Good mechanical keyboards don’t have to cost the earth. After appearing on the scene as £120 to £200 products suitable only for professional typists and aspiring pro-gamers, prices have dropped sharply as cheaper components have been sourced and competition has increased. The cheapest models are now available at around the £30 mark, with mid-tier options around twice that and flagship-grade keebs under £90. The Roccat Suora, the subject of our review today, hits the latter two targets with two configurations: the £60 blue-backlit Suora and the £85 RGB-backlit Suora FX. With a standardised layout suitable for custom keycaps, dedicated volume keys and an elegant frameless design, the Suora looks promising – so let’s see how it performs in our hands-on review.
- Mechanical switches (MX Brown equivalent produced by TTC)
- Full-size layout, with space-efficient alumnium frameless design
- Dedicated volume keys in upper right
- Full per-key RGB backlighting on FX model
- Macro functionality on six keys, with no software required
- N-Key rollover (NKRO), 1000Hz polling rate
Out of the box, the Suora immediately impresses with its clean and modern frameless design. The aluminium housing looks to provide good durability, with the backlit ABS keycaps floating above the Brown TTC mechanical switches.
The black body of the keyboard is relatively bereft of branding, with only a small Roccat logo above the arrow keys and a Suora FX wordmark on the back side of the keyboard. The non-removable USB cable is nicely braided too, if a little thin.
It’s also worth noting that isn’t included on the Suora as well: there are no dedicated macro keys, no USB or audio passthrough and no wrist rest.
These omissions separate the Suora from truly high-end (and significantly more expensive) keyboards like the Corsair K70 MK.2. However, these features are far from essential for most users, so their absence is hardly a deal-breaker.
Roccat provide their Swarm software for configuring the Suora to your liking, such as setting up custom lighting modes, but it’s possible to change between the default lighting effects or record macros without using the software at all. Better still, these changes persist in the keyboard’s on-board memory between machines. Swarm itself is not the best-designed piece of software in the world, requiring a lengthy install of the Suora’s module before it will do anything useful, but its features are comprehensive and it gets the job done. When it comes to keyboard software, I’d rank Roccat just behind Razer and Corsair, with the latter providing better game integration and a few extra features in a slightly cleaner design.
We spent two weeks using the Suora in order to give it a fair shake. For typing and gaming, the TTC MX Brown switches provided good tactile feedback and actuated at a low weight, making them easy to use accurately. TTC aren’t renowned for their mechanical switches, coming behind both the original makers Cherry and clones such as Kailh, but this only really manifests in a few small niggles – such as a little wobble on the modifier keys and some slight variations in the force required to push each key. Unless you have spent a lot of time with mechanical keyboards or you’re particularly sensitive to these variations, you aren’t likely to run into any actual difficulties here.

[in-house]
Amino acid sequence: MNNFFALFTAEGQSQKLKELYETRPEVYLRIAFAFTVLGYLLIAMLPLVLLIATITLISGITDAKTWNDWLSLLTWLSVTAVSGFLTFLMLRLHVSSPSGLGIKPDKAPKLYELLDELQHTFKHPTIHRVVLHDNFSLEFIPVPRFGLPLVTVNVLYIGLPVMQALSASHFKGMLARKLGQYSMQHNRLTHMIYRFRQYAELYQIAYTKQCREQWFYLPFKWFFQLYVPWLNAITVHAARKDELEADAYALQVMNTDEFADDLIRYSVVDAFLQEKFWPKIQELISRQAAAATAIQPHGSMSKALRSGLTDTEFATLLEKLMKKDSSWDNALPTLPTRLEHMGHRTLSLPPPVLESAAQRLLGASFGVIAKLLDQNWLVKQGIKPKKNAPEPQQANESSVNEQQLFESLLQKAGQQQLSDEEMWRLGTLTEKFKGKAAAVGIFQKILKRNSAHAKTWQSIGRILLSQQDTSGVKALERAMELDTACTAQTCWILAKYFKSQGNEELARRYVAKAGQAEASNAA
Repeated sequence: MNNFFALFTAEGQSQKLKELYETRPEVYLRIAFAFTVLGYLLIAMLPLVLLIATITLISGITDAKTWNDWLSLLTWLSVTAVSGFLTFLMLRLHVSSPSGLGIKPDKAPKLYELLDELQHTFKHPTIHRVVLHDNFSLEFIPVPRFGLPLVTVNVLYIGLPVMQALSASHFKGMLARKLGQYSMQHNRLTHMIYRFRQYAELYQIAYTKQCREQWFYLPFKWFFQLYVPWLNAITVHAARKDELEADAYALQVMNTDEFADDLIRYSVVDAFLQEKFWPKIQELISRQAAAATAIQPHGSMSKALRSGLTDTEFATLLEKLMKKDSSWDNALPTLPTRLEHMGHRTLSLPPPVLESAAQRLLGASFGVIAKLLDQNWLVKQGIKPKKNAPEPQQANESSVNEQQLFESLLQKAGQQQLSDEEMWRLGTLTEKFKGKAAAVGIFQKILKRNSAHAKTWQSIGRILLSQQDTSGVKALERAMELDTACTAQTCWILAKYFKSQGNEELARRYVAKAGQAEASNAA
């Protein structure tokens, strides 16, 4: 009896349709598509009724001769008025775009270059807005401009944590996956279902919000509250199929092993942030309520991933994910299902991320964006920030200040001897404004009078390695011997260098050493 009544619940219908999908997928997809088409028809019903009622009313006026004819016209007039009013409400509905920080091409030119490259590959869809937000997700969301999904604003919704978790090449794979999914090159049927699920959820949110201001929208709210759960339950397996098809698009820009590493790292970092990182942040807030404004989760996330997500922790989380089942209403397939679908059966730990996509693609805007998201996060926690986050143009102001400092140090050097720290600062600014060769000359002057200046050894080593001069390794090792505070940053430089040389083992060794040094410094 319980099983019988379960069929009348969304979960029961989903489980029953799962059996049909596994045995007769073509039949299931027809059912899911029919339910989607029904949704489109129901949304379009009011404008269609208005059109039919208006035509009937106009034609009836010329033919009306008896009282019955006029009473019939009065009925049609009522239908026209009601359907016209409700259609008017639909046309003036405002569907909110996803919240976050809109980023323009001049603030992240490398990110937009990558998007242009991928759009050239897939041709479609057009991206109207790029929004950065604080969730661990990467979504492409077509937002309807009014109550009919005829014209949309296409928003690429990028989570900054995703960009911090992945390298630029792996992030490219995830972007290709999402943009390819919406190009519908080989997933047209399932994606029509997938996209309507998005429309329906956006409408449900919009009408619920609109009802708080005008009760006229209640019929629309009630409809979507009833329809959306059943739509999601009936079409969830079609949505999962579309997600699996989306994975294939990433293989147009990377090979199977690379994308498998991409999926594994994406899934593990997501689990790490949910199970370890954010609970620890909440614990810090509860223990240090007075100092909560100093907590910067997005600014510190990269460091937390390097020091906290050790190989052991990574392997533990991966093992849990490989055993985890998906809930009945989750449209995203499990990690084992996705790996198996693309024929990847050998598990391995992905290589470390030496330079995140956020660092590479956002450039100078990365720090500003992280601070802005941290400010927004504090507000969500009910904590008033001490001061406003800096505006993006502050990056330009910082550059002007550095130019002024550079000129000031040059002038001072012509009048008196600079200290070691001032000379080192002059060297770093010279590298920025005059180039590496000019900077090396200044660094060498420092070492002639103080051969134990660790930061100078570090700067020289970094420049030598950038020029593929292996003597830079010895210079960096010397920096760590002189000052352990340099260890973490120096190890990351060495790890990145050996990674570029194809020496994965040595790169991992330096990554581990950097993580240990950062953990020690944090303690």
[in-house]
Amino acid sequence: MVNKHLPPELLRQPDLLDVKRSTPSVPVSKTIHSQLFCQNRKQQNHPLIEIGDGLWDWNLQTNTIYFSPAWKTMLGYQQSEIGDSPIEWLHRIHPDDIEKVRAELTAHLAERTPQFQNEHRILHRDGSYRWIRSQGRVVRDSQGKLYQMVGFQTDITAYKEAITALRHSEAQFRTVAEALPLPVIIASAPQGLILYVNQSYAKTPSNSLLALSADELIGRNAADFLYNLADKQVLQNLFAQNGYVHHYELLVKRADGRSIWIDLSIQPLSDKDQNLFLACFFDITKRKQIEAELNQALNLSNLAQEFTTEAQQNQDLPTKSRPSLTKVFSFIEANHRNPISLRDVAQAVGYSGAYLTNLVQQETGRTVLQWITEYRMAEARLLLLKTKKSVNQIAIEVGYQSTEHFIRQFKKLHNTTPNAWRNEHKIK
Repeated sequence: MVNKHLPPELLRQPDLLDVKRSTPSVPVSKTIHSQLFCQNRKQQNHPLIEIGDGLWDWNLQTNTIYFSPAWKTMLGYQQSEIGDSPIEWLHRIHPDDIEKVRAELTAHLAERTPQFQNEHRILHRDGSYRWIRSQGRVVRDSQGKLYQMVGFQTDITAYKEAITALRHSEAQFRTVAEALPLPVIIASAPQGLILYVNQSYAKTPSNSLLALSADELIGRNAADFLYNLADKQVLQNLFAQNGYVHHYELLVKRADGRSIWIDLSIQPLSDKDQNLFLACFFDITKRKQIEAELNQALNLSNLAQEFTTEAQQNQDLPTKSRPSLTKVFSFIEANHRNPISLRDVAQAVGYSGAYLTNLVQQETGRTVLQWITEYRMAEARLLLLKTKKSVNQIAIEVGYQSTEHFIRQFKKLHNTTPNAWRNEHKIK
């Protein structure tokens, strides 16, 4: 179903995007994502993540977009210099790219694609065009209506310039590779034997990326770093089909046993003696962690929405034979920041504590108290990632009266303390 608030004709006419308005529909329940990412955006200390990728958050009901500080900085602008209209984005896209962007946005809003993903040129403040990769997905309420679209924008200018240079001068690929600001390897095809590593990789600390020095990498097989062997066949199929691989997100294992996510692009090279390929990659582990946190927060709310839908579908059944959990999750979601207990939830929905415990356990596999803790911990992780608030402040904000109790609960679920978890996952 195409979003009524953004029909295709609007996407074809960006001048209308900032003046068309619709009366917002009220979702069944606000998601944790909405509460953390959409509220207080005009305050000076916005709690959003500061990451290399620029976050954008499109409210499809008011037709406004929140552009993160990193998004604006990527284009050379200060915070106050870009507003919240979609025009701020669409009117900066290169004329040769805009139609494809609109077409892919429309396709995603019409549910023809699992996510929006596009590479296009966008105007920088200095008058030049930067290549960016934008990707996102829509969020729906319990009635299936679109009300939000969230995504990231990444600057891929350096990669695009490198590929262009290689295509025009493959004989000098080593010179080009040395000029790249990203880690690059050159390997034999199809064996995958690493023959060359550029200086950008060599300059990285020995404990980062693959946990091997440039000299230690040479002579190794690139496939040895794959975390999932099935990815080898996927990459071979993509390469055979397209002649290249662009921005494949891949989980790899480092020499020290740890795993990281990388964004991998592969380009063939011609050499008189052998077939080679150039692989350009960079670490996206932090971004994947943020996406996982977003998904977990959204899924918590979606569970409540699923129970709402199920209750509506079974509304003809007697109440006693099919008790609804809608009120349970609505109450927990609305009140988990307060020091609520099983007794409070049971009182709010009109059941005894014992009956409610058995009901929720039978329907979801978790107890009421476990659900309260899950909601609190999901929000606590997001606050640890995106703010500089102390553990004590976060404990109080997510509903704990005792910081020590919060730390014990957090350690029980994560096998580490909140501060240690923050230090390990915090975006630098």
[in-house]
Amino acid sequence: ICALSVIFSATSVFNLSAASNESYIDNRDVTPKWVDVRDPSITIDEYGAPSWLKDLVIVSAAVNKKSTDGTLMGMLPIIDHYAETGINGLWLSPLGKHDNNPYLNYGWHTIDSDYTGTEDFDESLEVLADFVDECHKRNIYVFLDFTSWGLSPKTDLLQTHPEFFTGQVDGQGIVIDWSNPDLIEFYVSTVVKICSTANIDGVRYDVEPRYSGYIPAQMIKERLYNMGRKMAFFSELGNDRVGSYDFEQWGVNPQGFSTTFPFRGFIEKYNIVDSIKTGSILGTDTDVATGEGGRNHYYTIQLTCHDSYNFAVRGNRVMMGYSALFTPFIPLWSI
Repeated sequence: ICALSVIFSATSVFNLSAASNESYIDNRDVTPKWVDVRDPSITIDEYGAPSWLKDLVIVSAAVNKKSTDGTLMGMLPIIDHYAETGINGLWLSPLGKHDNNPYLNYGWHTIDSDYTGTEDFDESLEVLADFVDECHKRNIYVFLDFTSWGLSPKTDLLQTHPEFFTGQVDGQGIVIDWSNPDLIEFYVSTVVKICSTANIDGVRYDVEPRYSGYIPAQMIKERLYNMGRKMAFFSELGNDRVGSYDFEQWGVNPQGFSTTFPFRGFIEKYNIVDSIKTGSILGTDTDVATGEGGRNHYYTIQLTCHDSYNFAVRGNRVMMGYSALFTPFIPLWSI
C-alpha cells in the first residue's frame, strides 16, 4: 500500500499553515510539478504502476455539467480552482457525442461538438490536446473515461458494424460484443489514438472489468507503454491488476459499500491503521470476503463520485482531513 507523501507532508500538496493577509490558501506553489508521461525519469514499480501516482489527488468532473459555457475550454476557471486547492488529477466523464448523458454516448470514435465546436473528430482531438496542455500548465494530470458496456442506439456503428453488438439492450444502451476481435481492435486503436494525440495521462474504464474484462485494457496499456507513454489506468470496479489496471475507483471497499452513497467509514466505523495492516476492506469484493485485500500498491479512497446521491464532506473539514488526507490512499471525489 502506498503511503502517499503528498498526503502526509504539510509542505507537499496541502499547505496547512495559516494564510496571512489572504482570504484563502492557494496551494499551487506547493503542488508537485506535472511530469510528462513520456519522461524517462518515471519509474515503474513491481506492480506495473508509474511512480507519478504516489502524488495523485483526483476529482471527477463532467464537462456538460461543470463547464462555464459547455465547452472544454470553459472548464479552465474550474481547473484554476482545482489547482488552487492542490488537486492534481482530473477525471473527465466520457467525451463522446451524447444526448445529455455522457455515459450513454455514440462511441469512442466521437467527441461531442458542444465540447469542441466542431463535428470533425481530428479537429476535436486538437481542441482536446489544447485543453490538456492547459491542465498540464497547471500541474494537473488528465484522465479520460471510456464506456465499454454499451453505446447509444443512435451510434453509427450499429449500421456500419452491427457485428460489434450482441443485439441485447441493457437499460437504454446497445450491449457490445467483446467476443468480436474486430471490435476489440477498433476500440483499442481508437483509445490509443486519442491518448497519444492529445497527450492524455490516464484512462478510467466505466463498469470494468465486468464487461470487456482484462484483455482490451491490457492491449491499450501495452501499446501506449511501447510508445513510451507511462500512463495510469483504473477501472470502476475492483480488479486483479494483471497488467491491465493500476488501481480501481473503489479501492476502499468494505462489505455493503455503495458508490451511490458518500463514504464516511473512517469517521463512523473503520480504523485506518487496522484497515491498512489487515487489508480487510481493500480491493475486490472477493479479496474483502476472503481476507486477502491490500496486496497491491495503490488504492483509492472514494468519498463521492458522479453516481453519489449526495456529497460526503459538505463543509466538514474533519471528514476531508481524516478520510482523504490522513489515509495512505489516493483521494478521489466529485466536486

The dedicated volume keys in the upper right are excellent. They make muting or adjusting the volume much faster and easier compared to pressing, for example, Fn + F2, and using these keys quickly becomes second-nature. The macro functionality is also quite intuitive, allowing you to record a key sequence rapidly and then assign it to one of the six keys above the arrows – i.e. Insert, Delete, Home, End, Page Up and Page Down. This isn’t the most convenient place to reach mid-firefight, but these keys aren’t used in many games so it’s still a sensible selection.
Meanwhile, the standard layout ensures there’s no re-learning process and custom keycaps can be acquired cheaply and easily. You probably will want to replace the keycaps, by the way, as they are made from ABS and don’t feel great under the finger. Replacements, e.g. keycaps made from the more durable material PBT, are likely to set you back at least £30, but will provide a better feel and won’t go shiny after months of use.
The backlighting found on both keyboards makes it easier to find little-used keys if you’re playing in a dark room, with the FX providing a nice range of lighting effects out of the box and the option for custom layouts by using the Swarm software. You can also synchronise lighting between the Suora and other Roccat peripherals, e.g. their Kone Aimo RGB mouse, which is a nice bonus if you’ve invested into the Roccat ecosystem.
The Suora is a sensibly-designed keyboard that provides a good typing and gaming experience at a reasonable price. The inclusion of extra keys in the upper right and the compact frameless design ensure that this is one of the best keyboards per square inch on the market, with the Suora boasting functionality not found on significantly larger keyboards such as software-free macro recording and one-button volume adjustments. Whether you go for the monochrome Suora or the polychromatic Suora FX, you’ll get an excellent mechanical keyboard for the money.